Parson’s Chameleon by Sibylle Stofer

Tags: chameleon parsons chameleon lizard reptile tree jungle
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reblogged via animals-animals-animals
Friday, December 2
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Barn Owl

Barn Owl

Tags: barn owl owl bird yucka plant tree
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Monday, November 28
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Black and Red Broadbills

Black and Red Broadbills

Tags: black and red broadbills birds jungle woods tree bird
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Tuesday, October 4
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rhamphotheca:

Kermode Bear in Tree, British Columbia
A mother of two cubs climbs a Pacific crab apple tree to grab its tart  and tiny fruit. In years when autumn salmon numbers are low, the bears  must find other food, such as wild berries, lupine roots, and mussels.
(via: National Geo)   (photo: Paul Nicklen)
* “Kermode bears” are a subspecies of the American Black Bear, Ursus americanus, that live in the American Pacific NW. 1/10 of the population are blond. - Paxon.

rhamphotheca:

Kermode Bear in Tree, British Columbia

A mother of two cubs climbs a Pacific crab apple tree to grab its tart and tiny fruit. In years when autumn salmon numbers are low, the bears must find other food, such as wild berries, lupine roots, and mussels.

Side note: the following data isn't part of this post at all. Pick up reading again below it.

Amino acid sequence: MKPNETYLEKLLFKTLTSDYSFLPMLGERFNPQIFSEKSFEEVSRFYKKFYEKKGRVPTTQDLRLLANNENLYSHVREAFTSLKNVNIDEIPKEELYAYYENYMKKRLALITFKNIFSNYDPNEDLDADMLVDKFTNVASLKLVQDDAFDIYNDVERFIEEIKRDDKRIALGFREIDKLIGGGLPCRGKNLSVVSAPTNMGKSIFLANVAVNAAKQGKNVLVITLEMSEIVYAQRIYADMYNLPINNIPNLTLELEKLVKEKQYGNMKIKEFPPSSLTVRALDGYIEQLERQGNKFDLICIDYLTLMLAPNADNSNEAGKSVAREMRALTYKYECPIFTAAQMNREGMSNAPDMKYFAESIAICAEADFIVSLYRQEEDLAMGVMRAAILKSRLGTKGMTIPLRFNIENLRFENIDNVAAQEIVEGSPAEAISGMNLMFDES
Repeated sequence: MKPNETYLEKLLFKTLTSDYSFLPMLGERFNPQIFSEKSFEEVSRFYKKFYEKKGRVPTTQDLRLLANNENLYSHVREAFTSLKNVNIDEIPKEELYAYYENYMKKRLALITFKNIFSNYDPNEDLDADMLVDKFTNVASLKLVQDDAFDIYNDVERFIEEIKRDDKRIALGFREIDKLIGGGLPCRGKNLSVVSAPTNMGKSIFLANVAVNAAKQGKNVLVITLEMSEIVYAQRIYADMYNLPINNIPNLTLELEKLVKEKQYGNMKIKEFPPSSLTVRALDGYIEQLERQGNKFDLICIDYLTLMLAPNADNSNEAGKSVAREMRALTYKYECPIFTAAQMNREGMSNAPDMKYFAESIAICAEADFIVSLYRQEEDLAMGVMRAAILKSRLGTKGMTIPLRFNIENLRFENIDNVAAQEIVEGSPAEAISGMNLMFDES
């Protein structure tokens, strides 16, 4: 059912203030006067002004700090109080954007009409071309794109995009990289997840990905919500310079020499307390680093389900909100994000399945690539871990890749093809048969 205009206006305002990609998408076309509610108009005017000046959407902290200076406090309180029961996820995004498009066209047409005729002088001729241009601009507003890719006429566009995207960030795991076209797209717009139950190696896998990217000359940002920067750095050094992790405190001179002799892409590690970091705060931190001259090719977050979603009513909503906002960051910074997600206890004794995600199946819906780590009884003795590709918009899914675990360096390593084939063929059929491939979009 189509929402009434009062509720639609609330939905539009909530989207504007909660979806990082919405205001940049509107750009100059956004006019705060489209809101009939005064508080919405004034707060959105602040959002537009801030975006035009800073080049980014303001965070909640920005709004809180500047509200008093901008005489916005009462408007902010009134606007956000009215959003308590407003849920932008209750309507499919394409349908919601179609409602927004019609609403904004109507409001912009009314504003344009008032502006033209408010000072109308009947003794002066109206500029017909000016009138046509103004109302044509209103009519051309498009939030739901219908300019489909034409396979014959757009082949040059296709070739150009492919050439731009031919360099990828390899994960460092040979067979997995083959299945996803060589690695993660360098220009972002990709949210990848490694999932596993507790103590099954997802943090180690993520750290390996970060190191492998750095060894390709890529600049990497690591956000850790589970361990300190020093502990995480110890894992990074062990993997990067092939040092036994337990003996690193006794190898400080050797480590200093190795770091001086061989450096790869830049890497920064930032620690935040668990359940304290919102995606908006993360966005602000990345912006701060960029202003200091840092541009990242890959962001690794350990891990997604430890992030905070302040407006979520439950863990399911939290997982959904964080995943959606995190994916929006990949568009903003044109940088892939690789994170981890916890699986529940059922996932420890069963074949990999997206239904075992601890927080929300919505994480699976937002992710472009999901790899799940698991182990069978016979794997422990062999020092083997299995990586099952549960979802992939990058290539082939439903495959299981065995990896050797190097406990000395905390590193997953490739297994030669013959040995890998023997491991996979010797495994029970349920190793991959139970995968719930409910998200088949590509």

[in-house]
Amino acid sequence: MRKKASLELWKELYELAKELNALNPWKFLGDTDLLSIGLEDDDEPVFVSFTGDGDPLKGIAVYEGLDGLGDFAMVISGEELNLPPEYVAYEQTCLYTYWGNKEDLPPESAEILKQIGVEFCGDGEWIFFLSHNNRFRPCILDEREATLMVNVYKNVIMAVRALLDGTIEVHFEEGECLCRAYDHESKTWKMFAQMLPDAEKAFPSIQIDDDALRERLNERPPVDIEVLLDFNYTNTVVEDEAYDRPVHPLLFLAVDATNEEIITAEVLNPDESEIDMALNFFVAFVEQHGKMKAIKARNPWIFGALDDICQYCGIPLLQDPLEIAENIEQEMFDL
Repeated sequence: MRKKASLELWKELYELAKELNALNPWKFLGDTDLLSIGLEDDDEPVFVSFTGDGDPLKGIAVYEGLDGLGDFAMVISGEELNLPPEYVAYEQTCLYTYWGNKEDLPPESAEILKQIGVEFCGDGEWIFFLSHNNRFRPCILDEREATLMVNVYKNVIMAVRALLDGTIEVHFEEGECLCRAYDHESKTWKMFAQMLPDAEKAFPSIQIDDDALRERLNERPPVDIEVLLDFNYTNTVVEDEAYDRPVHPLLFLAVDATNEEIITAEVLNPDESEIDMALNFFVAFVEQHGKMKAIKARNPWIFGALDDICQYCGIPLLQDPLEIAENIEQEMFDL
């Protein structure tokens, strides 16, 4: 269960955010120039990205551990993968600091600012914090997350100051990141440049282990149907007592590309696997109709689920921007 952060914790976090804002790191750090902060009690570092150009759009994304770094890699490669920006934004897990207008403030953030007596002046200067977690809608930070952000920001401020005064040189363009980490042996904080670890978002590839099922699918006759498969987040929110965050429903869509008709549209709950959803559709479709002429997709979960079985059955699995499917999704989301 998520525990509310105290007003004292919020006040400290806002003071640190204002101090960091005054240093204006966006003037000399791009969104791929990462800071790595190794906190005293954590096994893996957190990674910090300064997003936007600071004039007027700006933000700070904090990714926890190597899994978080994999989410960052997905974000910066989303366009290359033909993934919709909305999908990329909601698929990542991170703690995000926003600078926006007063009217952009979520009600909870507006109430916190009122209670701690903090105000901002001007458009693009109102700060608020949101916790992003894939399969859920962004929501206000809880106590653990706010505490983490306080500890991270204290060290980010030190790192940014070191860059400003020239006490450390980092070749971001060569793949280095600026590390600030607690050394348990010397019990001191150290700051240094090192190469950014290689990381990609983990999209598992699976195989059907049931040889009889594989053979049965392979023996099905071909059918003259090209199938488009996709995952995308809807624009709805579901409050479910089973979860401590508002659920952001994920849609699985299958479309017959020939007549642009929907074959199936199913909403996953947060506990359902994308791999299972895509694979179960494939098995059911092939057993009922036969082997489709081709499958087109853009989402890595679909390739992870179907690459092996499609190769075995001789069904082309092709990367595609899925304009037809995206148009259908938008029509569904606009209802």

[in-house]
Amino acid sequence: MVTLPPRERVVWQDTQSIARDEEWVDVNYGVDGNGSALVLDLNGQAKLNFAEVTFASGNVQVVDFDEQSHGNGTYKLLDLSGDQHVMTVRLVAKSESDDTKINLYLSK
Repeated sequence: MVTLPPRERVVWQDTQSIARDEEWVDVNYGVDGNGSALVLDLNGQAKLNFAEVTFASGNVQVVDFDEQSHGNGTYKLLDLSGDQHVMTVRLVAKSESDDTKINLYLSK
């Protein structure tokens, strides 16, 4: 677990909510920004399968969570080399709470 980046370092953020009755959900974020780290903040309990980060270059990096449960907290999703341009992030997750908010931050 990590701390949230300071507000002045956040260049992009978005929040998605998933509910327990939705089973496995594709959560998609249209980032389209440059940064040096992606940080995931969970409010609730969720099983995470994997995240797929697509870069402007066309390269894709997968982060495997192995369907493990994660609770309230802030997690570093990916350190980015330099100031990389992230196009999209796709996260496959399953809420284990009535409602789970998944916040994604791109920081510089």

(via: National Geo)   (photo: Paul Nicklen)

* “Kermode bears” are a subspecies of the American Black Bear, Ursus americanus, that live in the American Pacific NW. 1/10 of the population are blond. - Paxon.

Tags: bear mammal north america tree kermode bear
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reblogged via rhamphotheca
Friday, September 30
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Wolf at Rest

Wolf at Rest

Tags: animal mammal wolf tree tundra forest
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reblogged via whatayaloves
Tuesday, September 27
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Chameleon

Chameleon

Tags: chameleon lizard reptile zoo tree camouflage
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reblogged via peekintomybrain
Monday, September 26
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Snake Eye

Snake Eye

Tags: snake eye reptile predator tree vine snake
1,062 notes
reblogged via realrodawful
Saturday, September 24
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Baby Virginian Opposums

Baby Virginian Opposums

Tags: Virginian Opossum baby animals cute possum opossum mammal tree
3,248 notes
reblogged via vibes-ofsummer
Wednesday, September 21
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Tarsiers

Tarsiers

Tags: animals tarsier mammal primate tree
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reblogged via creepicrawlies
Sunday, September 18
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Bush Baby

Bush Baby

Tags: bush baby primate lemur mammal tree cute small